3 This section is based on X Corps Special Report on Chosin Reservoir, 27 Nov-10 Dec 50; X Corps WD, Sum, Nov 50; 7th Div Comd Rpt, 27 Nov-12 Dec 50; Mono, Chosin Reservoir, 3d Hist Det; 3d Div Comd Rpt, Nov 50; Montross and Canzona, The Chosin Reservoir Campaign; Interv, Appleman with General Almond; X Corps 01 19, 29 Nov 50; X Corps Opn O 8, 30 Nov 50.

4 X Corps Opn O 8, 30 Nov 50; X Corps 01 20, 1 Dec 50; X Corps 0121, 1 Dec 50; TLCN 558, FEC-X Corps, 3 Dec 50; X Corps 0124, 3 Dec 50; X Corps Special Report on Chosin Reservoir, 27 Nov-10 Dec 50.

5 3d Div Comd Rpt, Dec 50; Dolcater, 3d Infantry Division in Korea, pp. 88-91; X Corps Opn O 9, 5 Dec 50.

6 Action Rpt, 7th Div, 21 Nov to 20 Dec 50, From Hyesanjin to Hungnam Outloading; X Corps Comd Rpt, Dec 50; X Corps Opn O 9, 5 Dec 50.

7 X Corps Opn O 9, 5 Dec 50; Eighth Army Comd Rpt, Dec 50, Briefing for CG, 6 Dec 50; Field, United States Naval Operations, Korea, pp. 285-89.

8 Msg, CG 1st Marine Div to COs 5th and 7th Marines, 1920, 30 Nov 50.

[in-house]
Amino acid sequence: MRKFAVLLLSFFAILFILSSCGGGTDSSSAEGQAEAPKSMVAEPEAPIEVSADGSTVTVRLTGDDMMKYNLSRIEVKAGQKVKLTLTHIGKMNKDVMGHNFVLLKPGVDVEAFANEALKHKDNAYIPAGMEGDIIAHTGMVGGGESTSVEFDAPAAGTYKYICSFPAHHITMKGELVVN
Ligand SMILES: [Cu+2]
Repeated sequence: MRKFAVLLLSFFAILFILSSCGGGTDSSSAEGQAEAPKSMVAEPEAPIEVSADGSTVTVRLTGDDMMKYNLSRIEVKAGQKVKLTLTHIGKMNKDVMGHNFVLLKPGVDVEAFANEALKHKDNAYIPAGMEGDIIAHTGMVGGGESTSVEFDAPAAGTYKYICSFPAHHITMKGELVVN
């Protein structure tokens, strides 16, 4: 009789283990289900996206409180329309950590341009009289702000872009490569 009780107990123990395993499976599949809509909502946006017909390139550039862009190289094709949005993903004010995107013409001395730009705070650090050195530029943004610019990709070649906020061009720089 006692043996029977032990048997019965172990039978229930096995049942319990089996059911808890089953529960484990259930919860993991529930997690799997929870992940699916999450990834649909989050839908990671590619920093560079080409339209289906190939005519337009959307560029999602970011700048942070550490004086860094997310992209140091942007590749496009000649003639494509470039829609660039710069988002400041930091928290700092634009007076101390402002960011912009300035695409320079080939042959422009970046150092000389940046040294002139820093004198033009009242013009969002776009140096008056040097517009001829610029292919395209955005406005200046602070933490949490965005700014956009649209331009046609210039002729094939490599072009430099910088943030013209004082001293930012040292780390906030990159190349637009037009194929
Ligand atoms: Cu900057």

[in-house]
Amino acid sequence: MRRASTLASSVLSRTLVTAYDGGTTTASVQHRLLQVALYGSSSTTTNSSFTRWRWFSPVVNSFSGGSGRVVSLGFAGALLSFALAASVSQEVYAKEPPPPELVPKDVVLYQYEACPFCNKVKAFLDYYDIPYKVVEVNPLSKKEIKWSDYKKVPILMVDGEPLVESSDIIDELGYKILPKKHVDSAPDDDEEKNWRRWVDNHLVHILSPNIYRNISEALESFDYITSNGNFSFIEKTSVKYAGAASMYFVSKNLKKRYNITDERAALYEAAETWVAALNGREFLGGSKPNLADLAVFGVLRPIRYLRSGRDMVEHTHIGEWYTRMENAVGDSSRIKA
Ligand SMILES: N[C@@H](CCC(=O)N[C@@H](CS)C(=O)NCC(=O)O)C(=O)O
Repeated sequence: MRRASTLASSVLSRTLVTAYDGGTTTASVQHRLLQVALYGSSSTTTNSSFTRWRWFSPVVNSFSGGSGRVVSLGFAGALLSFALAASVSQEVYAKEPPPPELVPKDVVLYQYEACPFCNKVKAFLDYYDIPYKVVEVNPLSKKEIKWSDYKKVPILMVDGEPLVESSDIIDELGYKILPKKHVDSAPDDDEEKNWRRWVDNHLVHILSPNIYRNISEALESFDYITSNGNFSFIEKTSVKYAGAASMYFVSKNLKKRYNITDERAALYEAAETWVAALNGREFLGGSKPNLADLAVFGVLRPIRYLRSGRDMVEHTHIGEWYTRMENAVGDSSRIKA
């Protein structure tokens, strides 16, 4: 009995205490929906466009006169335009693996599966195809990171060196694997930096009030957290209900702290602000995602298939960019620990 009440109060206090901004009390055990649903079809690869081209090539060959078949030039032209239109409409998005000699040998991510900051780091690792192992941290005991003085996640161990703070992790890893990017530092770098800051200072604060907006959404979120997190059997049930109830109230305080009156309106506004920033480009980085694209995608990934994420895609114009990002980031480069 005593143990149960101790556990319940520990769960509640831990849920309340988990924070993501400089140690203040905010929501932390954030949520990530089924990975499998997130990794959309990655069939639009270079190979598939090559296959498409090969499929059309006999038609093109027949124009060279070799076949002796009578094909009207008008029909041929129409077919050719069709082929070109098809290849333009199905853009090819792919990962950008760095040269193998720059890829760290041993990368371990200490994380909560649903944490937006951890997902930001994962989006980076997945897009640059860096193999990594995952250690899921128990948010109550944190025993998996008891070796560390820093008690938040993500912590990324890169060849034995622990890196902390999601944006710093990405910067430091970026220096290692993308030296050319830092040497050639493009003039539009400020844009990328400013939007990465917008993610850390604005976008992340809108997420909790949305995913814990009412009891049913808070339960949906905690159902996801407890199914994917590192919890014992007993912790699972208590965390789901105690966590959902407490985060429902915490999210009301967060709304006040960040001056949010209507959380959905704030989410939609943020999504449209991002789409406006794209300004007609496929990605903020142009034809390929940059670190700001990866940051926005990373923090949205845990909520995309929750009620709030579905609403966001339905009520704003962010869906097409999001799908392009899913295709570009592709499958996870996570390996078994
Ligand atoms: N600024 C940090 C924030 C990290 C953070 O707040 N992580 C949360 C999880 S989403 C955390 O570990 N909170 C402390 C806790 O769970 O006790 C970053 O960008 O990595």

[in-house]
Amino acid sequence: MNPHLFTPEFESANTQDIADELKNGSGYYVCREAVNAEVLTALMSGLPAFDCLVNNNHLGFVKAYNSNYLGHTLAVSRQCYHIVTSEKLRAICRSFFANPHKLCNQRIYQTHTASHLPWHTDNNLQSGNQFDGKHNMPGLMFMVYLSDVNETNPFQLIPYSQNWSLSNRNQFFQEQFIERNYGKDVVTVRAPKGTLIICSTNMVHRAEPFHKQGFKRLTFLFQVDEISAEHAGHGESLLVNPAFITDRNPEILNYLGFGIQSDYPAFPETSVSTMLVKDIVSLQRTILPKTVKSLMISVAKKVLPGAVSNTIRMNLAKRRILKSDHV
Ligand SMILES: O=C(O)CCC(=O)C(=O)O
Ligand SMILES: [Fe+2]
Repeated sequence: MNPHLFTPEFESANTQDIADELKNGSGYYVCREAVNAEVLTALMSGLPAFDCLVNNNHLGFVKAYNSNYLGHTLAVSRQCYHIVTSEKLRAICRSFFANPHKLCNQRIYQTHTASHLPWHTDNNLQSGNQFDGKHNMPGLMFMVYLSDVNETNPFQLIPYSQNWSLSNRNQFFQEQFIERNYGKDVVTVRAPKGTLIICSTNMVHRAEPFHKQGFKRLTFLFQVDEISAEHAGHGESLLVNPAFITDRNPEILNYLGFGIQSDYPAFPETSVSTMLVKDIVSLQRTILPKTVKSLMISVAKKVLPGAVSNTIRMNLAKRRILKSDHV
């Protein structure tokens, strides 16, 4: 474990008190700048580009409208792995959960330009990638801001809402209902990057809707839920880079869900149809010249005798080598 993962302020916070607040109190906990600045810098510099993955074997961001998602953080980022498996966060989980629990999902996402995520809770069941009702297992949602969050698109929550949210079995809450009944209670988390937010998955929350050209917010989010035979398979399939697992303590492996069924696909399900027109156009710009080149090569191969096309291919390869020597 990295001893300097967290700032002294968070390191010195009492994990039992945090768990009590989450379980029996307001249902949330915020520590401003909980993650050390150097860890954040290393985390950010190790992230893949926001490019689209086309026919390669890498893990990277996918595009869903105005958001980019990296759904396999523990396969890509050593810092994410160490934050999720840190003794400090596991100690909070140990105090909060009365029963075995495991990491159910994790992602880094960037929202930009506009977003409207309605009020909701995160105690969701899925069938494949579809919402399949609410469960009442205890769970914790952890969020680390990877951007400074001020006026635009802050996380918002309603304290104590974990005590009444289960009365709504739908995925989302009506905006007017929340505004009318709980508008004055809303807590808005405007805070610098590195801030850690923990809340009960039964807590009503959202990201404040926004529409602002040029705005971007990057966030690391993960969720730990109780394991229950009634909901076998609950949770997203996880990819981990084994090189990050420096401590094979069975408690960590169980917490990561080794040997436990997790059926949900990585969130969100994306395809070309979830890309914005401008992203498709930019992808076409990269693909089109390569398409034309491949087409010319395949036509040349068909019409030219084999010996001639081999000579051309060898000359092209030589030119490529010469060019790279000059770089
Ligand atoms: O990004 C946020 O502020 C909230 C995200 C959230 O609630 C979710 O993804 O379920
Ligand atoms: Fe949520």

9 7th Div Comd Rpt, 27 Nov-12 Dec 50, Chosin Reservoir; Montross and Canzona, The Chosin Reservoir Campaign, pp. 240-43; Gugeler, Combat Actions in Korea, pp. 75-76; Field, United States Naval Operations, Korea, p. 277.

10 7th Div Comd Rpt, 27 Nov-12 Dec 50, Chosin Reservoir; Gugeler, Combat Actions in Korea, pp. 77-78. See also, MS, Lt. Col. C. P. Miller, Chosin Reservoir, November-December 1950.

11 Gugeler, Combat Actions in Korea, p. 78.

12 Ibid., pp. 80-82.

13 7th Div Comd Rpt, 27 Nov-12 Dec 50, Chosin Reservoir; Gugeler, Combat Actions in Korea, pp. 81-82.

14 Ibid.; Action Rpt, 7th Div, 21 Nov to 20 Dec 50, From Hyesanjin to Hungnam Outloading; Mono, Martin Blumenson, "Chosin Reservoir," copy in CMH.

15 Ibid.

16 7th Div Comd Rpt, 27 Nov-12 Dec 50, Chosin Reservoir; Gugeler, Combat Actions in Korea, p. 82.

17 Ibid.

18 Ibid. Colonel Faith was posthumously awarded the Medal of Honor.

19 Blumenson, "Chosin Reservoir"; Gugeler, Combat Operations in Korea, p. 85; Montross and Canzona, The Chosin Reservoir Campaign, pp. 244-45, 288.

20 This subsection is based on Montross and Canzona, The Chosin Reservoir Campaign, pp, 249-75.

21 Ibid., pp. 242, 278.

22 Ibid., pp. 245-46, 278-79.

23 Ibid., p. 399; X Corps 0122, 2 Dec 50; 1st Marine Div Opn O 2550, 5 Dec 50.

24 X Corps Special Report on Chosin Reservoir, 27 Nov-10 Dec 50; Field, United States Naval Operations, Korea, p. 280; Montross and Canzona, The Chosin Reservoir Campaign, pp. 281, 307.